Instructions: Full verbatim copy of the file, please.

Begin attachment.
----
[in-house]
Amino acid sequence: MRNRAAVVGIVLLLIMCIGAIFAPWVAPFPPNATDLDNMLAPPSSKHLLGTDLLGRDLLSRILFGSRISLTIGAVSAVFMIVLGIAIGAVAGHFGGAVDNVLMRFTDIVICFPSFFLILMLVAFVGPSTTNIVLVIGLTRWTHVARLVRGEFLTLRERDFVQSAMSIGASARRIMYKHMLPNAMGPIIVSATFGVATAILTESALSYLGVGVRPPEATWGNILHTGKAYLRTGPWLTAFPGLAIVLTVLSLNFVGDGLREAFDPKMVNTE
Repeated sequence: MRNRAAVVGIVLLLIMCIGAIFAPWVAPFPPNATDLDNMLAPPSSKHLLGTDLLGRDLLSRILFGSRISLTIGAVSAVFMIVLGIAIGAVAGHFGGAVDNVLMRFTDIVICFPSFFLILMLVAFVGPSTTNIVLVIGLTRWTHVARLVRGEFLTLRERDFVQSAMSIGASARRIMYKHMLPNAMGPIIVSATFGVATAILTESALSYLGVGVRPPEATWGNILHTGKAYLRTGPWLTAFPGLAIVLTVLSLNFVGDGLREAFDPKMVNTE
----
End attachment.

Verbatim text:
[in-house]
Amino acid sequence: MRNRAAVVGIVLLLIMCIGAIFAPWVAPFPPNATDLDNMLAPPSSKHLLGTDLLGRDLLSRILFGSRISLTIGAVSAVFMIVLGIAIGAVAGHFGGAVDNVLMRFTDIVICFPSFFLILMLVAFVGPSTTNIVLVIGLTRWTHVARLVRGEFLTLRERDFVQSAMSIGASARRIMYKHMLPNAMGPIIVSATFGVATAILTESALSYLGVGVRPPEATWGNILHTGKAYLRTGPWLTAFPGLAIVLTVLSLNFVGDGLREAFDPKMVNTE
Repeated sequence: MRNRAAVVGIVLLLIMCIGAIFAPWVAPFPPNATDLDNMLAPPSSKHLLGTDLLGRDLLSRILFGSRISLTIGAVSAVFMIVLGIAIGAVAGHFGGAVDNVLMRFTDIVICFPSFFLILMLVAFVGPSTTNIVLVIGLTRWTHVARLVRGEFLTLRERDFVQSAMSIGASARRIMYKHMLPNAMGPIIVSATFGVATAILTESALSYLGVGVRPPEATWGNILHTGKAYLRTGPWLTAFPGLAIVLTVLSLNFVGDGLREAFDPKMVNTE